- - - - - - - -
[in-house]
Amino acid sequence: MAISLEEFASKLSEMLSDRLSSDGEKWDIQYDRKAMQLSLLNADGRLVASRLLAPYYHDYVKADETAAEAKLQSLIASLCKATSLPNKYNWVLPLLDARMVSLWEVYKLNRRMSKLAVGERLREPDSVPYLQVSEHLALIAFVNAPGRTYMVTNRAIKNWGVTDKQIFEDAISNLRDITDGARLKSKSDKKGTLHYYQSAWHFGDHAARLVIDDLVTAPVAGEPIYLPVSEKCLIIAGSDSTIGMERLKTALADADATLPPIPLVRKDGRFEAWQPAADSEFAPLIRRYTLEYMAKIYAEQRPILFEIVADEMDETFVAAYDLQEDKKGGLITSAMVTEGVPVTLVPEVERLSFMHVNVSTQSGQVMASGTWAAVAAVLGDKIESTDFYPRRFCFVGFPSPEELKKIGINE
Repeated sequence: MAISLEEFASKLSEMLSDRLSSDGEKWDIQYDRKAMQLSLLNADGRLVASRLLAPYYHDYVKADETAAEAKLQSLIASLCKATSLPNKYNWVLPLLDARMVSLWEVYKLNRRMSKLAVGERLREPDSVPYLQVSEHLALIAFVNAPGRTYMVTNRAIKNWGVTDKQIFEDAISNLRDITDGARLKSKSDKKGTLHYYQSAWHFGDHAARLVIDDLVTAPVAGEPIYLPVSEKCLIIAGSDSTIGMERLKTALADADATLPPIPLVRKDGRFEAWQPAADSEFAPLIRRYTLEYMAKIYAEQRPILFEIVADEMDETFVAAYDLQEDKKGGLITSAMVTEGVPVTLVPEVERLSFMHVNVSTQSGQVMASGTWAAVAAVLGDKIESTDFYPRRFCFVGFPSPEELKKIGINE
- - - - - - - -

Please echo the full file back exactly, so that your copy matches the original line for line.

[in-house]
Amino acid sequence: MAISLEEFASKLSEMLSDRLSSDGEKWDIQYDRKAMQLSLLNADGRLVASRLLAPYYHDYVKADETAAEAKLQSLIASLCKATSLPNKYNWVLPLLDARMVSLWEVYKLNRRMSKLAVGERLREPDSVPYLQVSEHLALIAFVNAPGRTYMVTNRAIKNWGVTDKQIFEDAISNLRDITDGARLKSKSDKKGTLHYYQSAWHFGDHAARLVIDDLVTAPVAGEPIYLPVSEKCLIIAGSDSTIGMERLKTALADADATLPPIPLVRKDGRFEAWQPAADSEFAPLIRRYTLEYMAKIYAEQRPILFEIVADEMDETFVAAYDLQEDKKGGLITSAMVTEGVPVTLVPEVERLSFMHVNVSTQSGQVMASGTWAAVAAVLGDKIESTDFYPRRFCFVGFPSPEELKKIGINE
Repeated sequence: MAISLEEFASKLSEMLSDRLSSDGEKWDIQYDRKAMQLSLLNADGRLVASRLLAPYYHDYVKADETAAEAKLQSLIASLCKATSLPNKYNWVLPLLDARMVSLWEVYKLNRRMSKLAVGERLREPDSVPYLQVSEHLALIAFVNAPGRTYMVTNRAIKNWGVTDKQIFEDAISNLRDITDGARLKSKSDKKGTLHYYQSAWHFGDHAARLVIDDLVTAPVAGEPIYLPVSEKCLIIAGSDSTIGMERLKTALADADATLPPIPLVRKDGRFEAWQPAADSEFAPLIRRYTLEYMAKIYAEQRPILFEIVADEMDETFVAAYDLQEDKKGGLITSAMVTEGVPVTLVPEVERLSFMHVNVSTQSGQVMASGTWAAVAAVLGDKIESTDFYPRRFCFVGFPSPEELKKIGINE